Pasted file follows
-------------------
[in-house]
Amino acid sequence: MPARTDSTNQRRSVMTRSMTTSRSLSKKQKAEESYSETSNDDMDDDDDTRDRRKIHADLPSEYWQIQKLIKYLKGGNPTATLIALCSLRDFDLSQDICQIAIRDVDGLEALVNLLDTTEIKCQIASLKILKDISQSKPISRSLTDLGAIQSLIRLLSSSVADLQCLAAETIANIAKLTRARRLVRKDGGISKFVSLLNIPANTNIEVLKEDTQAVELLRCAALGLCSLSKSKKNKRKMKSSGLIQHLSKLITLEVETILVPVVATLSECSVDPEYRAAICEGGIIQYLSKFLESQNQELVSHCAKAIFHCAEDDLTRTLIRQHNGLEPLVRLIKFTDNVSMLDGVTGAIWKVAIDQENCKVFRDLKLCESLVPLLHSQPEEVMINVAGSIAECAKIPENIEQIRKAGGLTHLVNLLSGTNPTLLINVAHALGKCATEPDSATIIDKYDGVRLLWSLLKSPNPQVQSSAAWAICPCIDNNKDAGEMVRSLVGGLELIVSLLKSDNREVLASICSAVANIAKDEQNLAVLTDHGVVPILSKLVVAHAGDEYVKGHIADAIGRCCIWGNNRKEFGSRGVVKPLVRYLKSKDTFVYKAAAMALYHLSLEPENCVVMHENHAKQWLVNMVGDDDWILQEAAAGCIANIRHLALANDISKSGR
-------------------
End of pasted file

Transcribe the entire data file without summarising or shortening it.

[in-house]
Amino acid sequence: MPARTDSTNQRRSVMTRSMTTSRSLSKKQKAEESYSETSNDDMDDDDDTRDRRKIHADLPSEYWQIQKLIKYLKGGNPTATLIALCSLRDFDLSQDICQIAIRDVDGLEALVNLLDTTEIKCQIASLKILKDISQSKPISRSLTDLGAIQSLIRLLSSSVADLQCLAAETIANIAKLTRARRLVRKDGGISKFVSLLNIPANTNIEVLKEDTQAVELLRCAALGLCSLSKSKKNKRKMKSSGLIQHLSKLITLEVETILVPVVATLSECSVDPEYRAAICEGGIIQYLSKFLESQNQELVSHCAKAIFHCAEDDLTRTLIRQHNGLEPLVRLIKFTDNVSMLDGVTGAIWKVAIDQENCKVFRDLKLCESLVPLLHSQPEEVMINVAGSIAECAKIPENIEQIRKAGGLTHLVNLLSGTNPTLLINVAHALGKCATEPDSATIIDKYDGVRLLWSLLKSPNPQVQSSAAWAICPCIDNNKDAGEMVRSLVGGLELIVSLLKSDNREVLASICSAVANIAKDEQNLAVLTDHGVVPILSKLVVAHAGDEYVKGHIADAIGRCCIWGNNRKEFGSRGVVKPLVRYLKSKDTFVYKAAAMALYHLSLEPENCVVMHENHAKQWLVNMVGDDDWILQEAAAGCIANIRHLALANDISKSGR